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OncoCyte Resurrecting Lung Cancer Assay Once Marketed by Life Technologies


NEW YORK – Following OncoCyte's announcement last week that it is acquiring a portion of Razor Genomics, the company shared plans to help shepherd Razor's lung cancer prognostic assay through additional validation, help the test being adopted by guidelines and integrated into the clinical care of early lung cancer patients, and fully acquire Razor.

Razor, which received a draft local coverage determination for the assay from Medicare contractor Palmetto GBA in August, had previously released little information about its history or strategy. OncoCyte confirmed that Razor is a resurrection of a prior company, Pinpoint Genomics, and that its current test is the "Pervenio" assay that Pinpoint initially developed before being acquired by Life Technologies in 2012.

At that time, Pinpoint already believed it could start reimbursement discussions with payors, and by 2013, Life Technologies had begun offering the Pervenio test through its Sacramento, California CLIA lab.

But when Life Tech was acquired by Thermo Fisher Scientific in 2014, a decision was made to cease offering the test commercially and release ownership back to its developers at Pinpoint — University of California San Francisco surgeons David Jablons and Michael Mann — OncoCyte CFO Mitch Levine explained.

"When Thermo went through their inventory of new products [after acquiring Life Tech], this is one that did not work because it tied them to the patient directly, [at a time when they were] sticking more to the industrial as opposed to commercial products for patients," Levine said. "At that time, [current OncoCyte CEO Ronnie Andrews] was the president of Life Technologies and [he] arranged for the test to be restored to what was known as Pinpoint Genomics at that time and which then became Razor."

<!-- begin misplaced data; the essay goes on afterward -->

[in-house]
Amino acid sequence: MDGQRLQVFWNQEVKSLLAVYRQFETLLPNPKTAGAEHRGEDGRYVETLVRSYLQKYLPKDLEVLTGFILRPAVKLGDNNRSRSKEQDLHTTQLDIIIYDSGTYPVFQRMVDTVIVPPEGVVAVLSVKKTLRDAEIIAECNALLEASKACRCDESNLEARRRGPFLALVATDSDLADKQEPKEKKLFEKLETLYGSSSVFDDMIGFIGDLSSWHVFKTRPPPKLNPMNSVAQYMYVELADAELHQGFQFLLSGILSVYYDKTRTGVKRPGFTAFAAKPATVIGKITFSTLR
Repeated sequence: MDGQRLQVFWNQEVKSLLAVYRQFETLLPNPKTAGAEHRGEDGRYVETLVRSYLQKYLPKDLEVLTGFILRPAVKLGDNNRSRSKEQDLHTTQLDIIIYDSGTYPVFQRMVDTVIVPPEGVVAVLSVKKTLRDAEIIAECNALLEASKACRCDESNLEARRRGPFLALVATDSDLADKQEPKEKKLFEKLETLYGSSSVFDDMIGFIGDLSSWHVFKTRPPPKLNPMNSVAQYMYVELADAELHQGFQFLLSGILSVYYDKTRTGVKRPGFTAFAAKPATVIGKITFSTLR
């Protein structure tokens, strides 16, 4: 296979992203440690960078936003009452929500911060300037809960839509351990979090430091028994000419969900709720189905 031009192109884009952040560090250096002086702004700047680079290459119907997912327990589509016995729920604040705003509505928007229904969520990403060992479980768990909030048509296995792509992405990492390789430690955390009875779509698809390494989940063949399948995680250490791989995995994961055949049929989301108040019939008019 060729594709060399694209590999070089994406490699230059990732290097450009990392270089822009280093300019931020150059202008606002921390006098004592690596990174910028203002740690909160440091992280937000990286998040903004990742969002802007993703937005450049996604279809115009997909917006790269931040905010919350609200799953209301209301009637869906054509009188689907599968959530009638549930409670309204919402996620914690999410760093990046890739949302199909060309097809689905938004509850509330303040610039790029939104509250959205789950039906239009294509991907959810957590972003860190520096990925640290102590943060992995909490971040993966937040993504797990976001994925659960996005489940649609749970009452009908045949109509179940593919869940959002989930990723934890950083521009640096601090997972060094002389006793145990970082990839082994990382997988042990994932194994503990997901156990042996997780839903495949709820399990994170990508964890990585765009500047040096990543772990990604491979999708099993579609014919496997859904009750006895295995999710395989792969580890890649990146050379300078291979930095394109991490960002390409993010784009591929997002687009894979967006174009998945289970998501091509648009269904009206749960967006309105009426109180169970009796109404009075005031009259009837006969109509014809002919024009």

"He knew, as [the test developers] knew, that this is a lifesaver and to let it sit on the shelf was a mistake. So they got the test back in I think sometime in 2016 … and they've continued to develop it."

According to Levine, the test's lengthy path back to commercialization reflects the fact that the two doctors then took on further clinical development and validation of the assay through their own Brisbane, California CLIA lab, leading to Razor's recent Medicare coverage recommendation. The test has not been launched commercially yet by Razor but that transition will now take place under OncoCyte.

"These guys are physicians at UC San Francisco and so they've run this test on all of their patients, but they've never put it out for commercialization," Levine said. "But now that OncoCyte is the owner of the test, we will begin commercialization either late this year or early next year."

In a conference call last week discussing the company's acquisition plans, OncoCyte CEO Ronnie Andrews predicted that the  recent Palmetto draft LCD will be finalized by early next year. Anticipating that, the firm is planning a soft launch for the Razor assay in Q4 with a full market launch in Q1 2020.

The original validation of what was then called the Pervenio test took place in a set of lung cancer cohorts from Kaiser Permanente Northern California and with hospitals from the China Clinical Trials Consortium. The resulting studies, published in The Lancet in 2012, demonstrated that the 14-gene expression test "reliably identified" early-stage, non-squamous, non-small cell lung cancer patients at heightened risk of succumbing to their disease in the years after they'd had a tumor surgically removed.

But as of 2013, the evidence on the test wasn't yet sufficient for Medicare to agree to cover it through the Palmetto MolDx program.

Since the test moved to Life Tech and was jettisoned by Thermo Fisher, Jablons and Mann have completed additional trials of its validity and health economic impact — most significantly a study published in 2018 in the journal Clinical Lung Cancer, which OncoCyte said provided the backbone for Palmetto's recent pivot to endorse the assay for coverage.

In the study, investigators used Razor's assay to prospectively stratify risk in 100 consecutive patients with stage IA, IB, and IIA nonsquamous NSCLC.

According to the authors, forty-eight of the 100 patients were deemed high risk based on the genomic test, though only 36 of these met current NCCN high-risk criteria. And when they followed patients for several years, comparing their treatment and outcomes to their initial test status, the investigators estimated that those who tested as high risk and who got chemotherapy had a significantly better chance of surviving five years without a disease recurrence than those who tested as high risk and didn't get adjuvant chemo.